The Global Education for Canadians report, which compares the outbound mobility of students from major destinations as part of their undergraduate program, found Canada sat ahead of only the UK, with 11% of its domestic students going overseas.
“We have long been advocating for a national call to action to address Canada’s global engagement challenge”
Without action, the report argued, the current level of students going abroad threatens to push Canada further behind other countries, with fewer citizens having international experiences and connections, leaving it unprepared for future challenges.
“If we fail to act, these nations rather than ours will produce the next generation of leaders across all sectors,” it noted, adding, “[study abroad] must be seen as a vital tool to equip young Canadians from all walks of life for success.
“Their future, and Canada’s future, depends on it.”
Among the challenges identified, the report highlighted changes to the nature of work, such as increased automation and a higher need for soft skills; a shift in the purchasing power of developing economies over established economies; and increasing levels of intolerance.
“We need [our students] to help Canada in many ways,” the report said.
“By building global networks and relationships that will strengthen Canada’s voice and influence in the world; by expanding Canada’s knowledge and reach in new, fast-growing markets; by succeeding as workers and entrepreneurs in a changing workplace and economy; and by becoming champions of diversity and inclusion at home and abroad.”
To counteract these challenges, the report recommended a national strategy with goals including more than doubling the current percentage of Canadian students abroad to a quarter of all post-secondary over 10 years, and an increase to the numbers of students studying in emerging countries.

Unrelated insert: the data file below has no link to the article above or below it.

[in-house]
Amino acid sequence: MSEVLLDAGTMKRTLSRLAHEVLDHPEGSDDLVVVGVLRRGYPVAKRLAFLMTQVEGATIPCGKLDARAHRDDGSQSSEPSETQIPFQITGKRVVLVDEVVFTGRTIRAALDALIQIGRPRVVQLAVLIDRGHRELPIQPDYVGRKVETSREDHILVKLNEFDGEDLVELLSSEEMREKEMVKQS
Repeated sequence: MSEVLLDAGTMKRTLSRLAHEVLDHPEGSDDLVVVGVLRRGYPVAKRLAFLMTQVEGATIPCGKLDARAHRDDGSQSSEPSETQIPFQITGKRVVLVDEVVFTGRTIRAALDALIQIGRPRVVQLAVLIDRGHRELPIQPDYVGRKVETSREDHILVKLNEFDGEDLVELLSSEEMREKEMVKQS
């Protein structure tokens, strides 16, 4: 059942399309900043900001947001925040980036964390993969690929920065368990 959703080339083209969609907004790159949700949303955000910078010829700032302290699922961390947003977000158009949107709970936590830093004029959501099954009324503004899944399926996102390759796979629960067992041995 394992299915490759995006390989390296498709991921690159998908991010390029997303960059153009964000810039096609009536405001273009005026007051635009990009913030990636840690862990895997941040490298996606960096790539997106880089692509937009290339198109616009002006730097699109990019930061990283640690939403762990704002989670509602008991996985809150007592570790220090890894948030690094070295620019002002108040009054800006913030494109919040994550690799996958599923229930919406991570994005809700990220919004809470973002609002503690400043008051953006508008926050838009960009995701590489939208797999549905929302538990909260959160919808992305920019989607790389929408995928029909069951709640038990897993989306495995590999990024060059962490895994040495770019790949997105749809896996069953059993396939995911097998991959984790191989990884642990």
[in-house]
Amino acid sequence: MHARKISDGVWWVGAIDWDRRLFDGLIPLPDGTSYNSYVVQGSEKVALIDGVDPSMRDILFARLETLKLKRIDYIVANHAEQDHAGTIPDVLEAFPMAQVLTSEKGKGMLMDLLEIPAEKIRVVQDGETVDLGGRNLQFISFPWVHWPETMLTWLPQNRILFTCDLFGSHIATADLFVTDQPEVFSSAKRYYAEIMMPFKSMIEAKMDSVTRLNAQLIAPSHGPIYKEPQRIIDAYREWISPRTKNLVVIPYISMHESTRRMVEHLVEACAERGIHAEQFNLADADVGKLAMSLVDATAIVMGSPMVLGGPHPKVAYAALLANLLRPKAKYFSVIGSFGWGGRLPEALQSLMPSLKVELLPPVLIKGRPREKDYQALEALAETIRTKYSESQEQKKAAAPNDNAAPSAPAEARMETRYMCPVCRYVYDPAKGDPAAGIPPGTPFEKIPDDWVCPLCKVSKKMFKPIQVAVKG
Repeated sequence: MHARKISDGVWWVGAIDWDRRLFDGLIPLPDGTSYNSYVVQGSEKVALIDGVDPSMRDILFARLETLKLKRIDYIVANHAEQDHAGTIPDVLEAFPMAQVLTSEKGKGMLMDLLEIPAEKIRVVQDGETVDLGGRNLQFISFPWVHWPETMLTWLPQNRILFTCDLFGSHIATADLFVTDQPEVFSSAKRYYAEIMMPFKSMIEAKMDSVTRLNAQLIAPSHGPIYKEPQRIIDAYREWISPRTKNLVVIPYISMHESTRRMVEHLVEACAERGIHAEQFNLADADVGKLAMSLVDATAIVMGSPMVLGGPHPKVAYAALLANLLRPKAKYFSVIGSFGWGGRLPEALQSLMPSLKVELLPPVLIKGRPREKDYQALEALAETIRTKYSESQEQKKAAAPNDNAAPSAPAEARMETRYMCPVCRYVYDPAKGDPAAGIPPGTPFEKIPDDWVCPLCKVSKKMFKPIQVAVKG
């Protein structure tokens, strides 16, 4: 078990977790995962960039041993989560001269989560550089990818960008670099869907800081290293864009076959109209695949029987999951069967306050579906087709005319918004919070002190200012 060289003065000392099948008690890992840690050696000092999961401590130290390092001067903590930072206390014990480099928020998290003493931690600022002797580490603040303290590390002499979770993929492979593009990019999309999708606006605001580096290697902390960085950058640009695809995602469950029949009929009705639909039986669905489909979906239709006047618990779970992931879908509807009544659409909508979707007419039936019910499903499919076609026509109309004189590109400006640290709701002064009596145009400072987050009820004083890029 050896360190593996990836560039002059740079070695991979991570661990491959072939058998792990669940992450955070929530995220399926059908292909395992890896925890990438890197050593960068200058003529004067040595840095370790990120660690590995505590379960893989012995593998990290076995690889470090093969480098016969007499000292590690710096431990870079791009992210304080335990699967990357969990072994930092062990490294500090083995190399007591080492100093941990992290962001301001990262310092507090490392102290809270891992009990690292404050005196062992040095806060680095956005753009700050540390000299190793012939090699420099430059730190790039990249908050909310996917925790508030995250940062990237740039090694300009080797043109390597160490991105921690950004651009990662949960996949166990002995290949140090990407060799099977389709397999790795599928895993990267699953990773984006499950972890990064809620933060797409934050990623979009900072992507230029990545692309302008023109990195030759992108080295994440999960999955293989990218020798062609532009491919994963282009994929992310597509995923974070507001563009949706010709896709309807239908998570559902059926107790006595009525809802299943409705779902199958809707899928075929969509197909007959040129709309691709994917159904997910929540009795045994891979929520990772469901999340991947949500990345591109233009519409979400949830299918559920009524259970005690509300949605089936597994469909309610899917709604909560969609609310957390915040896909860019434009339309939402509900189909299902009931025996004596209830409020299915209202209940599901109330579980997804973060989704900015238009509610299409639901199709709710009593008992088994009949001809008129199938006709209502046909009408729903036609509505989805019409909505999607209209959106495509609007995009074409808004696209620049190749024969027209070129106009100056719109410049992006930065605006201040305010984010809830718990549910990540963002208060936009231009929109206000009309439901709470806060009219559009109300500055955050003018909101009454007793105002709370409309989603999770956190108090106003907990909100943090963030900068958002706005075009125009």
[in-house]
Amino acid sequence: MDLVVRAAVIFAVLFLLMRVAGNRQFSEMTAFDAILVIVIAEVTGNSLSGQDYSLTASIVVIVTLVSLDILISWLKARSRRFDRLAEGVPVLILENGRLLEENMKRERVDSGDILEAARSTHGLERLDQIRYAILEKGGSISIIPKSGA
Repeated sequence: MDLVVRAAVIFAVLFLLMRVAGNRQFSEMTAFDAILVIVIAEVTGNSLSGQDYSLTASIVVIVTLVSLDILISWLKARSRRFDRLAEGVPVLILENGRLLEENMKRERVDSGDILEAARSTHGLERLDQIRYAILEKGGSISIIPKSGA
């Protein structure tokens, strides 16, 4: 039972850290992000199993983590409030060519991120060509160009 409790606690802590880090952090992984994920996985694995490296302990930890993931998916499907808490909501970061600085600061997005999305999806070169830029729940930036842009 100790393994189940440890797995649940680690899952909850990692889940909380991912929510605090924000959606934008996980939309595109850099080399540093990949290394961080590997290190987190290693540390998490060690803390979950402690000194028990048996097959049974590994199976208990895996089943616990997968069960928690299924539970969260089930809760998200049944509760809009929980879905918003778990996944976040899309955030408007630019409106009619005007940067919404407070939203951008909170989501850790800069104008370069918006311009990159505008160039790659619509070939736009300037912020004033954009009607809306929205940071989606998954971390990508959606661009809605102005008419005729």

To promote these goals, the report outlined a national initiative, Go Global Canada, to support 15,000 students to study abroad per year over five years, with an ambition to double to 30,000 within 10, as well as a reduction in institutional barriers and the establishment of a national system to collect and compare study abroad data.
“[Study abroad] must be seen as a vital tool to equip young Canadians from all walks of life for success”
Additionally, half of all Go Global Canada participants should attend study in emerging markets, the report recommended, with significant language and culture support, and tailored programs to boost participation by students within lower income and underrepresented groups.
Canadian Bureau for International Education chief executive Karen McBride said the report backed up the findings of a 2016 survey which survey as the catalyst for the #LearningAbroad campaign earlier this year.
“We have long been advocating for a national call to action to address Canada’s global engagement challenge, that of getting more of our students to engage in a learning abroad experience,” Canadian Bureau for International Education chief executive Karen McBride said in a statement.
“We welcome these new voices added to the call to make learning abroad a reality for a critical mass of young Canadians, particularly those who would not otherwise have the opportunity.”
Outward mobility has made headlines recently, with a US report finding 11 out of 15 “21st century workplace skills” were gained through an experience overseas, and UUKI launching a campaign to double domestic students’ participation abroad.